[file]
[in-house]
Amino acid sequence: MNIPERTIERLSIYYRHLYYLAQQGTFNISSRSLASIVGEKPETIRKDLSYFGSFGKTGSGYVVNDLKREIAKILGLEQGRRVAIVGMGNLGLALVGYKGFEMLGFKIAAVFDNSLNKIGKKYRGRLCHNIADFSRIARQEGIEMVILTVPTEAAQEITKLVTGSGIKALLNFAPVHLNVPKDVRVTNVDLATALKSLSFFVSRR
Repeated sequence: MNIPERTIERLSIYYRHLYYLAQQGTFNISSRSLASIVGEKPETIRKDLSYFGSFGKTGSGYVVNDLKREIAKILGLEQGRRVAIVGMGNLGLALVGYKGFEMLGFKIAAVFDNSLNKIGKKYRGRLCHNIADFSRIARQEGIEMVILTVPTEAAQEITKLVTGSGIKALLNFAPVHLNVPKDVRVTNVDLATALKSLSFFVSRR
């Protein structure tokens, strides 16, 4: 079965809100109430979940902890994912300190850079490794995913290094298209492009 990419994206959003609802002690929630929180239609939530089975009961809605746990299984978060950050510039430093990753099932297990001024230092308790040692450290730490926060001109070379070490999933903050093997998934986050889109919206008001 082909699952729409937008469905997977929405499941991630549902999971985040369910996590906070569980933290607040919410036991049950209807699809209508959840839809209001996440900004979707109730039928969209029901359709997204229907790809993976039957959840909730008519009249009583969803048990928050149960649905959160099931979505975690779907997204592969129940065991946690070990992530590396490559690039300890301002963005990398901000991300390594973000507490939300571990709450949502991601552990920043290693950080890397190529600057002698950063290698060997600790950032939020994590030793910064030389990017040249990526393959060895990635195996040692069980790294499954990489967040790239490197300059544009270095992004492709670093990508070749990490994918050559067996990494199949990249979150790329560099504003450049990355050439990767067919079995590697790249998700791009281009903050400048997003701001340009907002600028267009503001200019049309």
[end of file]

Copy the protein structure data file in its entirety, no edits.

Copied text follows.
[in-house]
Amino acid sequence: MNIPERTIERLSIYYRHLYYLAQQGTFNISSRSLASIVGEKPETIRKDLSYFGSFGKTGSGYVVNDLKREIAKILGLEQGRRVAIVGMGNLGLALVGYKGFEMLGFKIAAVFDNSLNKIGKKYRGRLCHNIADFSRIARQEGIEMVILTVPTEAAQEITKLVTGSGIKALLNFAPVHLNVPKDVRVTNVDLATALKSLSFFVSRR
Repeated sequence: MNIPERTIERLSIYYRHLYYLAQQGTFNISSRSLASIVGEKPETIRKDLSYFGSFGKTGSGYVVNDLKREIAKILGLEQGRRVAIVGMGNLGLALVGYKGFEMLGFKIAAVFDNSLNKIGKKYRGRLCHNIADFSRIARQEGIEMVILTVPTEAAQEITKLVTGSGIKALLNFAPVHLNVPKDVRVTNVDLATALKSLSFFVSRR
């Protein structure tokens, strides 16, 4: 079965809100109430979940902890994912300190850079490794995913290094298209492009 990419994206959003609802002690929630929180239609939530089975009961809605746990299984978060950050510039430093990753099932297990001024230092308790040692450290730490926060001109070379070490999933903050093997998934986050889109919206008001 082909699952729409937008469905997977929405499941991630549902999971985040369910996590906070569980933290607040919410036991049950209807699809209508959840839809209001996440900004979707109730039928969209029901359709997204229907790809993976039957959840909730008519009249009583969803048990928050149960649905959160099931979505975690779907997204592969129940065991946690070990992530590396490559690039300890301002963005990398901000991300390594973000507490939300571990709450949502991601552990920043290693950080890397190529600057002698950063290698060997600790950032939020994590030793910064030389990017040249990526393959060895990635195996040692069980790294499954990489967040790239490197300059544009270095992004492709670093990508070749990490994918050559067996990494199949990249979150790329560099504003450049990355050439990767067919079995590697790249998700791009281009903050400048997003701001340009907002600028267009503001200019049309």